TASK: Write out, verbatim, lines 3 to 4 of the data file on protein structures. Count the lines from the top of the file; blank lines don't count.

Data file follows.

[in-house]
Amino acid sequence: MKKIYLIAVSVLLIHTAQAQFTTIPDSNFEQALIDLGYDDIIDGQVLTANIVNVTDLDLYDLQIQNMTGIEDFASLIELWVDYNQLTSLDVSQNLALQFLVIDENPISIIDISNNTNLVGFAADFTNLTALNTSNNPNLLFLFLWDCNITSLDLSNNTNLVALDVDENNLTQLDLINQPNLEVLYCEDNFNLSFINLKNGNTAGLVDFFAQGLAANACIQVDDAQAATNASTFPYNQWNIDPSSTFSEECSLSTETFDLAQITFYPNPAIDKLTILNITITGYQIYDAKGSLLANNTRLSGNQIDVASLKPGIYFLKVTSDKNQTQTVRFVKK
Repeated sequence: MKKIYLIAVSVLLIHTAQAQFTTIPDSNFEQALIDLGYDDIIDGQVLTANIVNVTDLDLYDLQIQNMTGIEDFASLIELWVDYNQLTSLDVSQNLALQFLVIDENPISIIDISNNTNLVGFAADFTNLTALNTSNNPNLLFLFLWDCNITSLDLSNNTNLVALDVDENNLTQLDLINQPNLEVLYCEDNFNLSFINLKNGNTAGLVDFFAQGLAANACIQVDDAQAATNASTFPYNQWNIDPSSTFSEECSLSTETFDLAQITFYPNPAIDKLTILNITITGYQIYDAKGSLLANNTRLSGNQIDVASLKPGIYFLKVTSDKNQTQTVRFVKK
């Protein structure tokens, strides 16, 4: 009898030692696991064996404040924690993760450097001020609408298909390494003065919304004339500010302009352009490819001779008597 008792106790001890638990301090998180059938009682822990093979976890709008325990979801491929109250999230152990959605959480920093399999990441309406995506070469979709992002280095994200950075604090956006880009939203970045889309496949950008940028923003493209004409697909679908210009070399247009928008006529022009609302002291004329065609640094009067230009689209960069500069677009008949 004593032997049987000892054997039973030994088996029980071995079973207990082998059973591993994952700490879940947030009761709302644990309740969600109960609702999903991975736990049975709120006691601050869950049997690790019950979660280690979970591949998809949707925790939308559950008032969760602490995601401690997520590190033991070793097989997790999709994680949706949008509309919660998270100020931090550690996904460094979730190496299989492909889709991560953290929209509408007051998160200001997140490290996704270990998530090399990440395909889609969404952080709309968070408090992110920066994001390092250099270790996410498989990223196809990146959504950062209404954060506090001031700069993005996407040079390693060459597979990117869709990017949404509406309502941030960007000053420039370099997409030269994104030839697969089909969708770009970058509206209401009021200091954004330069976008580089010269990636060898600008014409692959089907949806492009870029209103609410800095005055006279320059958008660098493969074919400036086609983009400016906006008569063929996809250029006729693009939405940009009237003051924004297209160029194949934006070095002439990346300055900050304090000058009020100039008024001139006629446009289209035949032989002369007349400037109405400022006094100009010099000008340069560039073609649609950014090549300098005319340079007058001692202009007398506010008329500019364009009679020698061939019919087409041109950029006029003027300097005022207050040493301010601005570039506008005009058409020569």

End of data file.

Repeated sequence: MKKIYLIAVSVLLIHTAQAQFTTIPDSNFEQALIDLGYDDIIDGQVLTANIVNVTDLDLYDLQIQNMTGIEDFASLIELWVDYNQLTSLDVSQNLALQFLVIDENPISIIDISNNTNLVGFAADFTNLTALNTSNNPNLLFLFLWDCNITSLDLSNNTNLVALDVDENNLTQLDLINQPNLEVLYCEDNFNLSFINLKNGNTAGLVDFFAQGLAANACIQVDDAQAATNASTFPYNQWNIDPSSTFSEECSLSTETFDLAQITFYPNPAIDKLTILNITITGYQIYDAKGSLLANNTRLSGNQIDVASLKPGIYFLKVTSDKNQTQTVRFVKK
């Protein structure tokens, strides 16, 4: 009898030692696991064996404040924690993760450097001020609408298909390494003065919304004339500010302009352009490819001779008597 008792106790001890638990301090998180059938009682822990093979976890709008325990979801491929109250999230152990959605959480920093399999990441309406995506070469979709992002280095994200950075604090956006880009939203970045889309496949950008940028923003493209004409697909679908210009070399247009928008006529022009609302002291004329065609640094009067230009689209960069500069677009008949 004593032997049987000892054997039973030994088996029980071995079973207990082998059973591993994952700490879940947030009761709302644990309740969600109960609702999903991975736990049975709120006691601050869950049997690790019950979660280690979970591949998809949707925790939308559950008032969760602490995601401690997520590190033991070793097989997790999709994680949706949008509309919660998270100020931090550690996904460094979730190496299989492909889709991560953290929209509408007051998160200001997140490290996704270990998530090399990440395909889609969404952080709309968070408090992110920066994001390092250099270790996410498989990223196809990146959504950062209404954060506090001031700069993005996407040079390693060459597979990117869709990017949404509406309502941030960007000053420039370099997409030269994104030839697969089909969708770009970058509206209401009021200091954004330069976008580089010269990636060898600008014409692959089907949806492009870029209103609410800095005055006279320059958008660098493969074919400036086609983009400016906006008569063929996809250029006729693009939405940009009237003051924004297209160029194949934006070095002439990346300055900050304090000058009020100039008024001139006629446009289209035949032989002369007349400037109405400022006094100009010099000008340069560039073609649609950014090549300098005319340079007058001692202009007398506010008329500019364009009679020698061939019919087409041109950029006029003027300097005022207050040493301010601005570039506008005009058409020569």